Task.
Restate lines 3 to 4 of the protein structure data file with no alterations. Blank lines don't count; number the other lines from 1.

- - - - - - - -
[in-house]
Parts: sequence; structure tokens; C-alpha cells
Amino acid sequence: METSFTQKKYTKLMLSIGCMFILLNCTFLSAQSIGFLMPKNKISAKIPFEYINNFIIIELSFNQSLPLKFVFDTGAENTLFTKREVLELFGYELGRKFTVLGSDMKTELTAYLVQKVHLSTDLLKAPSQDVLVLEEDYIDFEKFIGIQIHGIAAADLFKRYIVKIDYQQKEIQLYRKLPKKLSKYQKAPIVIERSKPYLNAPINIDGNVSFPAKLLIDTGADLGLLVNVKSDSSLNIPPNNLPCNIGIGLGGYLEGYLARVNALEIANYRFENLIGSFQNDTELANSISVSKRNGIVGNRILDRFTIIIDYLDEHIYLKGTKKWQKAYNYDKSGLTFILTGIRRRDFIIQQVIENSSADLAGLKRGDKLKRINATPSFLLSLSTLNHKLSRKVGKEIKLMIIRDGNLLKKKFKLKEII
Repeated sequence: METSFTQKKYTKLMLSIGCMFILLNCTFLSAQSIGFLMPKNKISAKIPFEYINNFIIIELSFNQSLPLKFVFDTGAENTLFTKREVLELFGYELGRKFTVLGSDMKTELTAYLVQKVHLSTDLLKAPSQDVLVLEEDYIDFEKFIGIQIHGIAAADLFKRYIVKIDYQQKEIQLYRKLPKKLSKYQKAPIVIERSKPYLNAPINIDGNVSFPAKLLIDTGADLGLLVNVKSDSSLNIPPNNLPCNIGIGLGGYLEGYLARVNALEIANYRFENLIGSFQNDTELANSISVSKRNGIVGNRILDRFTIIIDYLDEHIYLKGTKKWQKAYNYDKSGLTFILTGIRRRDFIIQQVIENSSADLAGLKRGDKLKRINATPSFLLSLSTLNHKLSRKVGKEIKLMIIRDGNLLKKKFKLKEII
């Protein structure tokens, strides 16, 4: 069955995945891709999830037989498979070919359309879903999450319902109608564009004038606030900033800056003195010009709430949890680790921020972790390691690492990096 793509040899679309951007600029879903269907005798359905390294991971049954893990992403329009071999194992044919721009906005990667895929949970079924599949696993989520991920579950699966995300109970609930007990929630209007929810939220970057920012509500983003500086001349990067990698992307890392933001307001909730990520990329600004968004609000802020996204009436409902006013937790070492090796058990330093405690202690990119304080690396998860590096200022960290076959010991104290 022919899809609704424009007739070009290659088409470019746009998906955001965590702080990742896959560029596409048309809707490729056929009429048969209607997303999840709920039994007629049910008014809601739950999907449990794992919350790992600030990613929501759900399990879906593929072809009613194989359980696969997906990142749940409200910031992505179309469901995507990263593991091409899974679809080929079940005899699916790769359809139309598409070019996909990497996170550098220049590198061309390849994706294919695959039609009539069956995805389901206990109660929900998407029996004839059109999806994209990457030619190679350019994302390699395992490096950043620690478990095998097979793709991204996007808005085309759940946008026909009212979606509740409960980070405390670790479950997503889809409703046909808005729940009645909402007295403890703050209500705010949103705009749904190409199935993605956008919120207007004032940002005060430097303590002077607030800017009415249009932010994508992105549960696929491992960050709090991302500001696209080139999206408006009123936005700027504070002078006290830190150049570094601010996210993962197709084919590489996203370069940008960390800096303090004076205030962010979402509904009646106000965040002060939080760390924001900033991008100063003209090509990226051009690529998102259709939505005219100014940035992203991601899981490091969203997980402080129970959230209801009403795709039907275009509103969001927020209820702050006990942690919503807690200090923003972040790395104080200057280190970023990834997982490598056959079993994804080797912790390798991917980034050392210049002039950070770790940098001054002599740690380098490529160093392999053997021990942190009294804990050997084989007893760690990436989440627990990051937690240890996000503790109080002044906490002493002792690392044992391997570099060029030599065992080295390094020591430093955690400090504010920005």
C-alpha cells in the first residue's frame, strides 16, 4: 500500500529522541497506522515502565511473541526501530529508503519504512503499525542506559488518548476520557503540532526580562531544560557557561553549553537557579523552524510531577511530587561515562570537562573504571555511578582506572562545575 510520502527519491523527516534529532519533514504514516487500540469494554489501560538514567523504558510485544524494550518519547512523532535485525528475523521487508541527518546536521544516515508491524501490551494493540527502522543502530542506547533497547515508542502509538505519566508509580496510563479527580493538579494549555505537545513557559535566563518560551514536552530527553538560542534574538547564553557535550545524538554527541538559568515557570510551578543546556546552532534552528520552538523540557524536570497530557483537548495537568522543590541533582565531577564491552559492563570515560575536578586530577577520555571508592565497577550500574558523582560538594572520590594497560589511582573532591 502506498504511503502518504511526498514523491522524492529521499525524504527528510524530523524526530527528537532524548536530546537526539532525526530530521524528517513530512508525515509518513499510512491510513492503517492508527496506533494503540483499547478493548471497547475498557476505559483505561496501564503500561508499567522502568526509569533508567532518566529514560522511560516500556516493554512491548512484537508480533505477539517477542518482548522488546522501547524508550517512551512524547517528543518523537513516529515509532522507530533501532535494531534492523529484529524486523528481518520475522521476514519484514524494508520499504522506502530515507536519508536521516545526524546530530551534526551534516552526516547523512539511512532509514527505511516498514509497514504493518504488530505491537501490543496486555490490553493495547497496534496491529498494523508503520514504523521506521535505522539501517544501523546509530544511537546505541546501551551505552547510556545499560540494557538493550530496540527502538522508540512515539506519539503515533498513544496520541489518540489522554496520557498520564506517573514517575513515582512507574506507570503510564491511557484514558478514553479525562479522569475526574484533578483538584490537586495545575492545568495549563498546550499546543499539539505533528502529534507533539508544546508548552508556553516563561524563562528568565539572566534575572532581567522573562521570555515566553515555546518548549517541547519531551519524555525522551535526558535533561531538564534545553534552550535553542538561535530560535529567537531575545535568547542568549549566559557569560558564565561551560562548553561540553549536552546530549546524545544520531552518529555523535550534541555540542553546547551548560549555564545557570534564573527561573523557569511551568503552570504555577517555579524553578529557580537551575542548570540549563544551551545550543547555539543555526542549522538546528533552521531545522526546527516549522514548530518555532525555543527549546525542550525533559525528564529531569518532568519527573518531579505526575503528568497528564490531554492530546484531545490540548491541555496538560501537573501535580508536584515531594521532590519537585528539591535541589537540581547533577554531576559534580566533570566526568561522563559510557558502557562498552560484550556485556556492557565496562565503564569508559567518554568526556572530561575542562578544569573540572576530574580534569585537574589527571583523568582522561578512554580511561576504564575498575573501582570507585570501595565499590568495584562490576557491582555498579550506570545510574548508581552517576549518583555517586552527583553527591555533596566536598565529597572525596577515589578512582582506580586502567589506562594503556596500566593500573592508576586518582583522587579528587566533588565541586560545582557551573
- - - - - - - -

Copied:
Amino acid sequence: METSFTQKKYTKLMLSIGCMFILLNCTFLSAQSIGFLMPKNKISAKIPFEYINNFIIIELSFNQSLPLKFVFDTGAENTLFTKREVLELFGYELGRKFTVLGSDMKTELTAYLVQKVHLSTDLLKAPSQDVLVLEEDYIDFEKFIGIQIHGIAAADLFKRYIVKIDYQQKEIQLYRKLPKKLSKYQKAPIVIERSKPYLNAPINIDGNVSFPAKLLIDTGADLGLLVNVKSDSSLNIPPNNLPCNIGIGLGGYLEGYLARVNALEIANYRFENLIGSFQNDTELANSISVSKRNGIVGNRILDRFTIIIDYLDEHIYLKGTKKWQKAYNYDKSGLTFILTGIRRRDFIIQQVIENSSADLAGLKRGDKLKRINATPSFLLSLSTLNHKLSRKVGKEIKLMIIRDGNLLKKKFKLKEII
Repeated sequence: METSFTQKKYTKLMLSIGCMFILLNCTFLSAQSIGFLMPKNKISAKIPFEYINNFIIIELSFNQSLPLKFVFDTGAENTLFTKREVLELFGYELGRKFTVLGSDMKTELTAYLVQKVHLSTDLLKAPSQDVLVLEEDYIDFEKFIGIQIHGIAAADLFKRYIVKIDYQQKEIQLYRKLPKKLSKYQKAPIVIERSKPYLNAPINIDGNVSFPAKLLIDTGADLGLLVNVKSDSSLNIPPNNLPCNIGIGLGGYLEGYLARVNALEIANYRFENLIGSFQNDTELANSISVSKRNGIVGNRILDRFTIIIDYLDEHIYLKGTKKWQKAYNYDKSGLTFILTGIRRRDFIIQQVIENSSADLAGLKRGDKLKRINATPSFLLSLSTLNHKLSRKVGKEIKLMIIRDGNLLKKKFKLKEII